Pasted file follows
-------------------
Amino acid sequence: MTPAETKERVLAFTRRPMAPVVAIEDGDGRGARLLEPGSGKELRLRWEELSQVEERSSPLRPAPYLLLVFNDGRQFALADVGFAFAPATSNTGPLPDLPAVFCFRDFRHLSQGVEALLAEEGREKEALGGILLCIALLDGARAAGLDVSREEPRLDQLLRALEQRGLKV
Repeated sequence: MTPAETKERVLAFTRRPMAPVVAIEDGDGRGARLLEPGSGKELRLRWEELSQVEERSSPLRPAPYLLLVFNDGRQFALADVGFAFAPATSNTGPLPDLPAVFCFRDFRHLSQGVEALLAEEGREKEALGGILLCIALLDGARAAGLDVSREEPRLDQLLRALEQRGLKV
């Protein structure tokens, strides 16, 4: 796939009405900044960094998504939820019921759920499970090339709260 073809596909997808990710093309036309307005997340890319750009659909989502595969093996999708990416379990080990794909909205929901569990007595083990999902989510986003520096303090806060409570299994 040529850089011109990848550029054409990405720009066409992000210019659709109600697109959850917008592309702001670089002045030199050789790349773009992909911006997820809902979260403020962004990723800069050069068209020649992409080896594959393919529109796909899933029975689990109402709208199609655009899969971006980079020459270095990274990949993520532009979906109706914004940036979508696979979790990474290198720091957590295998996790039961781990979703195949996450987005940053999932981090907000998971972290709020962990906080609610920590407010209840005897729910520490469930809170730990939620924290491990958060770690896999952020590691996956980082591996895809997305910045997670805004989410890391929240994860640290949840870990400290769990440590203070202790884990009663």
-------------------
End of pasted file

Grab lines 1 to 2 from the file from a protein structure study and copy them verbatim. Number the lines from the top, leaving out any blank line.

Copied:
Amino acid sequence: MTPAETKERVLAFTRRPMAPVVAIEDGDGRGARLLEPGSGKELRLRWEELSQVEERSSPLRPAPYLLLVFNDGRQFALADVGFAFAPATSNTGPLPDLPAVFCFRDFRHLSQGVEALLAEEGREKEALGGILLCIALLDGARAAGLDVSREEPRLDQLLRALEQRGLKV
Repeated sequence: MTPAETKERVLAFTRRPMAPVVAIEDGDGRGARLLEPGSGKELRLRWEELSQVEERSSPLRPAPYLLLVFNDGRQFALADVGFAFAPATSNTGPLPDLPAVFCFRDFRHLSQGVEALLAEEGREKEALGGILLCIALLDGARAAGLDVSREEPRLDQLLRALEQRGLKV